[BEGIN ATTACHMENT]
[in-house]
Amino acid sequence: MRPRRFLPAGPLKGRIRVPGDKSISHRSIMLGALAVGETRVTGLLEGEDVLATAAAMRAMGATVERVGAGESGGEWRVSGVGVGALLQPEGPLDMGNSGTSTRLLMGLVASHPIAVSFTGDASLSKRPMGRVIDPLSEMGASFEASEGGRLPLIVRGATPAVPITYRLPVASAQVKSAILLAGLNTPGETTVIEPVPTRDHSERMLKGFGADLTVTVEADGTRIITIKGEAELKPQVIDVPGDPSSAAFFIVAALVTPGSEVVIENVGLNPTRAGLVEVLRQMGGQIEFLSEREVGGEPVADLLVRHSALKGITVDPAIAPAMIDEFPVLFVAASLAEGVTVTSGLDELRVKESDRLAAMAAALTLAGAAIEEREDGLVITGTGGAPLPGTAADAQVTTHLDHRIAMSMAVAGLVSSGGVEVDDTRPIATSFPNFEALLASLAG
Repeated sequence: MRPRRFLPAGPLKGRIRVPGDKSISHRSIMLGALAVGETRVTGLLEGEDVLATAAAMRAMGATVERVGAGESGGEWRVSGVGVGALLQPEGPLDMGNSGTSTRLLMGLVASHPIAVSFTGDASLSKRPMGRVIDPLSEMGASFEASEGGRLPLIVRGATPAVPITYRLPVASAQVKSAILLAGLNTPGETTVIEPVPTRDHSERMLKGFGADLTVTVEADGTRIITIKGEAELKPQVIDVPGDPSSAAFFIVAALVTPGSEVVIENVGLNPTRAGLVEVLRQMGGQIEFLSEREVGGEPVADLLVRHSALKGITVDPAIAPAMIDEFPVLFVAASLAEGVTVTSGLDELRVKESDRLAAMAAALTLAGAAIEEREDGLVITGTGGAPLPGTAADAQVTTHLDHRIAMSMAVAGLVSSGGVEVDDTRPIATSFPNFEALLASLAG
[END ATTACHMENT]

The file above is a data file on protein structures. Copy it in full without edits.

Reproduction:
[in-house]
Amino acid sequence: MRPRRFLPAGPLKGRIRVPGDKSISHRSIMLGALAVGETRVTGLLEGEDVLATAAAMRAMGATVERVGAGESGGEWRVSGVGVGALLQPEGPLDMGNSGTSTRLLMGLVASHPIAVSFTGDASLSKRPMGRVIDPLSEMGASFEASEGGRLPLIVRGATPAVPITYRLPVASAQVKSAILLAGLNTPGETTVIEPVPTRDHSERMLKGFGADLTVTVEADGTRIITIKGEAELKPQVIDVPGDPSSAAFFIVAALVTPGSEVVIENVGLNPTRAGLVEVLRQMGGQIEFLSEREVGGEPVADLLVRHSALKGITVDPAIAPAMIDEFPVLFVAASLAEGVTVTSGLDELRVKESDRLAAMAAALTLAGAAIEEREDGLVITGTGGAPLPGTAADAQVTTHLDHRIAMSMAVAGLVSSGGVEVDDTRPIATSFPNFEALLASLAG
Repeated sequence: MRPRRFLPAGPLKGRIRVPGDKSISHRSIMLGALAVGETRVTGLLEGEDVLATAAAMRAMGATVERVGAGESGGEWRVSGVGVGALLQPEGPLDMGNSGTSTRLLMGLVASHPIAVSFTGDASLSKRPMGRVIDPLSEMGASFEASEGGRLPLIVRGATPAVPITYRLPVASAQVKSAILLAGLNTPGETTVIEPVPTRDHSERMLKGFGADLTVTVEADGTRIITIKGEAELKPQVIDVPGDPSSAAFFIVAALVTPGSEVVIENVGLNPTRAGLVEVLRQMGGQIEFLSEREVGGEPVADLLVRHSALKGITVDPAIAPAMIDEFPVLFVAASLAEGVTVTSGLDELRVKESDRLAAMAAALTLAGAAIEEREDGLVITGTGGAPLPGTAADAQVTTHLDHRIAMSMAVAGLVSSGGVEVDDTRPIATSFPNFEALLASLAG